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Church of St Mary

A Grade I Listed Building in Wem Rural, Shropshire

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Latitude: 52.8831 / 52°52'59"N

Longitude: -2.7182 / 2°43'5"W

OS Eastings: 351770

OS Northings: 331975

OS Grid: SJ517319

Mapcode National: GBR 7K.QD7T

Mapcode Global: WH89W.6SWN

Plus Code: 9C4VV7MJ+6P

Entry Name: Church of St Mary

Listing Date: 28 October 1960

Last Amended: 16 September 1987

Grade: I

Source: Historic England

Source ID: 1236691

English Heritage Legacy ID: 427772

Location: Wem Rural, Shropshire, SY4

County: Shropshire

Civil Parish: Wem Rural

Traditional County: Shropshire

Lieutenancy Area (Ceremonial County): Shropshire

Church of England Parish: Edstaston St Mary the Virgin

Church of England Diocese: Lichfield

Tagged with: Church building

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SJ 53 SW
6/142 Church of St. Mary
- (Formerly listed as Church of
28.10.60 St Mary the Virgin)

Chapel of ease, now parish church. Late C12, east wall largely rebuilt
c.1300, west end truncated and rebuilt c.1723 and whole restored 1882-3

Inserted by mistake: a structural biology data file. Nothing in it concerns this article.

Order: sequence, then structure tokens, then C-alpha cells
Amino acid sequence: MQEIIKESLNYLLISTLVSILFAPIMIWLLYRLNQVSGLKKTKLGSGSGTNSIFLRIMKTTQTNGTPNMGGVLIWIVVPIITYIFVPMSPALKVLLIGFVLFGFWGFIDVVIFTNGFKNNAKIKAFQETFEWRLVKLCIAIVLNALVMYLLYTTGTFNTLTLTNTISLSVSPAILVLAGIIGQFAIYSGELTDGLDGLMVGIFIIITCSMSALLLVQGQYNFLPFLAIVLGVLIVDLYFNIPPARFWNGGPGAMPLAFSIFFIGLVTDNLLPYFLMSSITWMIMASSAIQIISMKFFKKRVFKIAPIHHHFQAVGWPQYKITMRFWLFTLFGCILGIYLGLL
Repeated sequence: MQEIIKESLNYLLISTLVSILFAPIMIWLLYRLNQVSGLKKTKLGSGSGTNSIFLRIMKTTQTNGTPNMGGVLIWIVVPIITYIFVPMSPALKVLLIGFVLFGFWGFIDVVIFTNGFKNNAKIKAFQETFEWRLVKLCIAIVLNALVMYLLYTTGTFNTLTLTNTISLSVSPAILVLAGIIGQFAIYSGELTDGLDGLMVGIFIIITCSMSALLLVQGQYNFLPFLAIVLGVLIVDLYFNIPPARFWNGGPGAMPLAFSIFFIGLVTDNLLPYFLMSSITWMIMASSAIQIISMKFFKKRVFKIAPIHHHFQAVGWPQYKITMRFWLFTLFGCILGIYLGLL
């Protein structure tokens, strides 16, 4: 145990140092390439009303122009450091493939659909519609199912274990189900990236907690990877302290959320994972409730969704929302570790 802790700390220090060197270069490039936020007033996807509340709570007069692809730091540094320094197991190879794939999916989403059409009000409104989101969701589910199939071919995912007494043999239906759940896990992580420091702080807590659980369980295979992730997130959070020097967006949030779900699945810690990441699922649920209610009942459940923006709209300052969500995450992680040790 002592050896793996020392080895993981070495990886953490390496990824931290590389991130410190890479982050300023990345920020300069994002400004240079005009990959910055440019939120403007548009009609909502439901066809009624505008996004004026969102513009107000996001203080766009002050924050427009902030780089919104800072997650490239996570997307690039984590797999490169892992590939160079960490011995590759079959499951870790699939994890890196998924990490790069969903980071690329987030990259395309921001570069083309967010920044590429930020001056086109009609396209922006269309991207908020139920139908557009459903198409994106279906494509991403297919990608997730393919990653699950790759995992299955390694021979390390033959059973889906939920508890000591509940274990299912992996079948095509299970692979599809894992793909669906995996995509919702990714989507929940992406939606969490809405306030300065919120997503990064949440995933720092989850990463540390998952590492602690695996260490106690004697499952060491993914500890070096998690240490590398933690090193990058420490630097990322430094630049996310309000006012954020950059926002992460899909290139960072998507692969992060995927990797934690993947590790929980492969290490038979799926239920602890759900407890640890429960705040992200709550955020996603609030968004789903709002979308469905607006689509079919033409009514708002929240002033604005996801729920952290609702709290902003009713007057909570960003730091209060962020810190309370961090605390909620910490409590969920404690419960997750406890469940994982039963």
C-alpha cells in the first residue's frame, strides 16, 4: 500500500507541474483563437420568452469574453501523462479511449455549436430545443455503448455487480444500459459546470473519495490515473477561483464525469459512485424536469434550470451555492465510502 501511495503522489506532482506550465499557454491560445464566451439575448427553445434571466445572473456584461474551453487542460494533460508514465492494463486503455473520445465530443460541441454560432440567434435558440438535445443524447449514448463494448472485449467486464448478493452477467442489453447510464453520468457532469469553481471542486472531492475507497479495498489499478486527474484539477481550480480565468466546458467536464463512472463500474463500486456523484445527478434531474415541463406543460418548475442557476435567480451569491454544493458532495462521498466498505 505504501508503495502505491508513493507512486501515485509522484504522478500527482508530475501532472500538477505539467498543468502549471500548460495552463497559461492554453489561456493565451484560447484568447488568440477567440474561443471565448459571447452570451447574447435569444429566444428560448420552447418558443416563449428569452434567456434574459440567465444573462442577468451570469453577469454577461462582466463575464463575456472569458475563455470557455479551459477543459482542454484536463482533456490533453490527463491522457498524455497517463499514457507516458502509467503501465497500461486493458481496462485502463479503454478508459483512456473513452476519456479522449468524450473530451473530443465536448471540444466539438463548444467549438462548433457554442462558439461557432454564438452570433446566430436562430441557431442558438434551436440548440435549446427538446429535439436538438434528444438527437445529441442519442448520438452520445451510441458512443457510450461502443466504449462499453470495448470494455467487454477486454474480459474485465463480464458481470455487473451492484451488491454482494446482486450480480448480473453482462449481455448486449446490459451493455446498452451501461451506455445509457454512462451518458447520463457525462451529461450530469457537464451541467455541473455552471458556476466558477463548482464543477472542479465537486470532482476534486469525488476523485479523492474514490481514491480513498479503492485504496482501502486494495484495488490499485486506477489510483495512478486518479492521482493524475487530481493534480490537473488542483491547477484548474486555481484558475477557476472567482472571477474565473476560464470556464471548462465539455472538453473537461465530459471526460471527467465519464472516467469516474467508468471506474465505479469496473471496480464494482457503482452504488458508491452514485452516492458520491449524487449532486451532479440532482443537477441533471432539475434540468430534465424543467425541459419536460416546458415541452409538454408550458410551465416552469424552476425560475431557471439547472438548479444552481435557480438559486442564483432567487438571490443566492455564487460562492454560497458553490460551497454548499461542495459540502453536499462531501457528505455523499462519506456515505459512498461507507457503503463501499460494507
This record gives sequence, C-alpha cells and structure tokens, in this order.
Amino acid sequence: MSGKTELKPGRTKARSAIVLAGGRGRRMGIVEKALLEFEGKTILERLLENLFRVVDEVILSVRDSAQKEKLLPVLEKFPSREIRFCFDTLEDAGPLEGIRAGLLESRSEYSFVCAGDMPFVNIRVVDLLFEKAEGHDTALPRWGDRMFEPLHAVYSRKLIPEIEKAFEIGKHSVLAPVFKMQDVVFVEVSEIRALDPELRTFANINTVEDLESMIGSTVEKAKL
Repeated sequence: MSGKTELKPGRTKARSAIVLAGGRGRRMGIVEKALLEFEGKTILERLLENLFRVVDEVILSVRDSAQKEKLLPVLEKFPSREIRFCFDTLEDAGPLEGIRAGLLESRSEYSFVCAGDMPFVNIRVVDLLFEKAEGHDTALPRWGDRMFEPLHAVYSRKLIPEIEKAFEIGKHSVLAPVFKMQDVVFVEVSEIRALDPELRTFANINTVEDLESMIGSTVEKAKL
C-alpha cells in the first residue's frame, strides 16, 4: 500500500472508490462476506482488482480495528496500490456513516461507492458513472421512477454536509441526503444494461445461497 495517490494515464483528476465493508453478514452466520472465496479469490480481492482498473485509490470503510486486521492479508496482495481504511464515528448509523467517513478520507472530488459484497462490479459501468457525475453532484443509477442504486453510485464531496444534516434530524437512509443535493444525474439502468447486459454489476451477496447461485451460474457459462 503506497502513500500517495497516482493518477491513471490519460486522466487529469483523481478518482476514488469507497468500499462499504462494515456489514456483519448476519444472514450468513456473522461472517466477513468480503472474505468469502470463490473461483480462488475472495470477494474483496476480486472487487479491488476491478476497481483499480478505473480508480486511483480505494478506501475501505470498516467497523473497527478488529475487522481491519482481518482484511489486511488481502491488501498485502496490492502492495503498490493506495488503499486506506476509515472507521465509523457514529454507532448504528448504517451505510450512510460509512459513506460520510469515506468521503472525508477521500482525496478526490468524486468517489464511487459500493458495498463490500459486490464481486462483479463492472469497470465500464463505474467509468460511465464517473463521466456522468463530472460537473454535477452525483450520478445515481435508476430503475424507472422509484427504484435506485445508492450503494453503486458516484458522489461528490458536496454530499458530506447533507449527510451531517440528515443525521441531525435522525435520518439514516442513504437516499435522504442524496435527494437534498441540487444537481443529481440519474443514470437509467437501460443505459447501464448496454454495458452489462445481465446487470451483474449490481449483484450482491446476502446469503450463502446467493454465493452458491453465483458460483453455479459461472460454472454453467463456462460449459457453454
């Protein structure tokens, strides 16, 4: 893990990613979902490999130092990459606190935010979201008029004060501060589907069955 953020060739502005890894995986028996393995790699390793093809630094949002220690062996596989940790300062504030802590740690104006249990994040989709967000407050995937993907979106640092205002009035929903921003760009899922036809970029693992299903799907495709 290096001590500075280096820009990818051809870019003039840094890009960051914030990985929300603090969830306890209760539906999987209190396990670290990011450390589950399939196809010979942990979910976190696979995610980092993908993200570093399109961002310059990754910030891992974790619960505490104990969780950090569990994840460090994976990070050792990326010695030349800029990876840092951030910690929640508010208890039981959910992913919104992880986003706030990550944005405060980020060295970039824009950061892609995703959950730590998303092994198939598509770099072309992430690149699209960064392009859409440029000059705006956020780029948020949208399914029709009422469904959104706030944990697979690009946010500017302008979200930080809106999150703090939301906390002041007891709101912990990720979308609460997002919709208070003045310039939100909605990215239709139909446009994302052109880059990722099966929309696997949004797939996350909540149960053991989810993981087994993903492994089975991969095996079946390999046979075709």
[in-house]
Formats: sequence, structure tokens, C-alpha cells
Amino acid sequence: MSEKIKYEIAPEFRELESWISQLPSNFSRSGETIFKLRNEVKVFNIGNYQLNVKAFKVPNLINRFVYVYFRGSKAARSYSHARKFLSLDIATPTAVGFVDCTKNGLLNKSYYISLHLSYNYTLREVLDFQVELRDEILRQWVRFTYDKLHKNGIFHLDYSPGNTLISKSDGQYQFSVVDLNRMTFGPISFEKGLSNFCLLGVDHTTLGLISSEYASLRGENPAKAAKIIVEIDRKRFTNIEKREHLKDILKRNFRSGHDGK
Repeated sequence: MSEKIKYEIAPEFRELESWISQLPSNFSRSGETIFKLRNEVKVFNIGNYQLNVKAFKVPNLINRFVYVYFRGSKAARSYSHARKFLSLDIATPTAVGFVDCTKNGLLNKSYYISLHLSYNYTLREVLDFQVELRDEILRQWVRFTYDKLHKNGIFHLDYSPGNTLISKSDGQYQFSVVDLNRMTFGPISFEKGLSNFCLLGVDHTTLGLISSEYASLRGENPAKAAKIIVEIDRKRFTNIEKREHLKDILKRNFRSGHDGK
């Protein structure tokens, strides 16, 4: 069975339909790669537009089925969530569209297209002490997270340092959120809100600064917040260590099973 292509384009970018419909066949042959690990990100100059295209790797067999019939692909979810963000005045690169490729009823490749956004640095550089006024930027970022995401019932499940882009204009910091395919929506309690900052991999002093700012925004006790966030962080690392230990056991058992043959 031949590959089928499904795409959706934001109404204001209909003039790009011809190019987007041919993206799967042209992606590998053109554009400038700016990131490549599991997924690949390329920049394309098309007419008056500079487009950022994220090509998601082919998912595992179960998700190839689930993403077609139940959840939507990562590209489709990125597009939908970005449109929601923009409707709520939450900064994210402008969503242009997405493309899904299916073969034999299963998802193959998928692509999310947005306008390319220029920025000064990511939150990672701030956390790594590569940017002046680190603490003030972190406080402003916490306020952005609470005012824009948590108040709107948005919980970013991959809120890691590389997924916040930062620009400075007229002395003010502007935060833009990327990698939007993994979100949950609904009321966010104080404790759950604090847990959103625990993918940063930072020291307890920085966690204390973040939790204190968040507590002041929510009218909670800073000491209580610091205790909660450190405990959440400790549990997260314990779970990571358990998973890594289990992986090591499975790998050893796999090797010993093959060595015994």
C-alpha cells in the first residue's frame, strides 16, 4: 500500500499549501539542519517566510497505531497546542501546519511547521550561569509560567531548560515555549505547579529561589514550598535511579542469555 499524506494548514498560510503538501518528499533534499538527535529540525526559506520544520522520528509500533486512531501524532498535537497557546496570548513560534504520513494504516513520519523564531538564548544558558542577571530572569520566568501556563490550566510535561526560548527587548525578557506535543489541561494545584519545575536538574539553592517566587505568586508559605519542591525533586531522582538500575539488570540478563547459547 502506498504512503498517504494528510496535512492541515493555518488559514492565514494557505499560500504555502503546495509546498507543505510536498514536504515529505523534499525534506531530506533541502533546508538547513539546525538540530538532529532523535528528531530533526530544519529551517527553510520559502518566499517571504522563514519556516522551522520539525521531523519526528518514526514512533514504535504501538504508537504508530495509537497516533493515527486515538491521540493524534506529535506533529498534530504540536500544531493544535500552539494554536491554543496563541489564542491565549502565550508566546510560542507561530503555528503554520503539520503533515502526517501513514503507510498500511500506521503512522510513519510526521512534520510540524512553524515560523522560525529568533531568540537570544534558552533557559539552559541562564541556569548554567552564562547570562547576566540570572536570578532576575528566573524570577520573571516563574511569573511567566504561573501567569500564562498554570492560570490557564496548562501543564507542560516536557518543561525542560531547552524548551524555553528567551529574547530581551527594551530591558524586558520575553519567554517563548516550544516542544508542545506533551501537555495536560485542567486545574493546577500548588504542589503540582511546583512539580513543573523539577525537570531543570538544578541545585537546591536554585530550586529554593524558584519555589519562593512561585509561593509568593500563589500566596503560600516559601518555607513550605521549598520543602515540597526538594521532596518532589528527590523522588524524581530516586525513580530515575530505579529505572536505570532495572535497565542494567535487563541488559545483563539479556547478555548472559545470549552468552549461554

by G. H. Birch. Regularly coursed and dressed yellow and red sandstone
blocks to nave with sandstone ashlar to east wall, west wall and C19
porch and vestry; plain tile roof with coped verges. Nave and chancel
in one (although chancel is probably a little earlier); Cl9 west bellcote,
south porch and north-east vestry. Both nave and chancel retain original
trefoil-arched corbel table and moulded string course at cill level
of original windows with chamfered plinth to chancel. Nave: south
side: two C15 windows, eastern with panel tracery, western with hoodmould
and grotesque head-stops; gabled porch to west erected in memory of
George Honyman, Baron of Sutherland (died 1875) has stone dated "1710"
with names of "Gentleman wardens" inscribed on west side, reused from
an earlier porch. C12 south doorway has 4 orders of shafts and leaf
capitals, 2 embellished with carvings of human head and mythical beast;
the arches have chevron and crenellated decoration, hoodmould carved
with dogtooth decoration has head-stops and carved head to apex. Restored
quatrefoil niche above. The oak door is probably also original with
elaborate contemporary ironwork. North side: 4 large buttresses, 2
to west early C19 and easternmost incorporating footings of a medieval
buttress; second buttress from east stepped and larger than others
probably C17; one C15 window with panel tracery and grotesque head-
stops between second and third buttresses from east and a C12 window
with crocket capitals and chevron decoration to arch, between first
and second buttresses from east. C12 doorway between western buttresses
has one order of shafts with elaborate carved capitals and a zig-zag
decoration enclosing a round; outer arch has elaborate foliage decoration
with intertwined animal and human figures, supported on tiny carved
corbelled responds; hoodmould with a type of leaf motif and a carved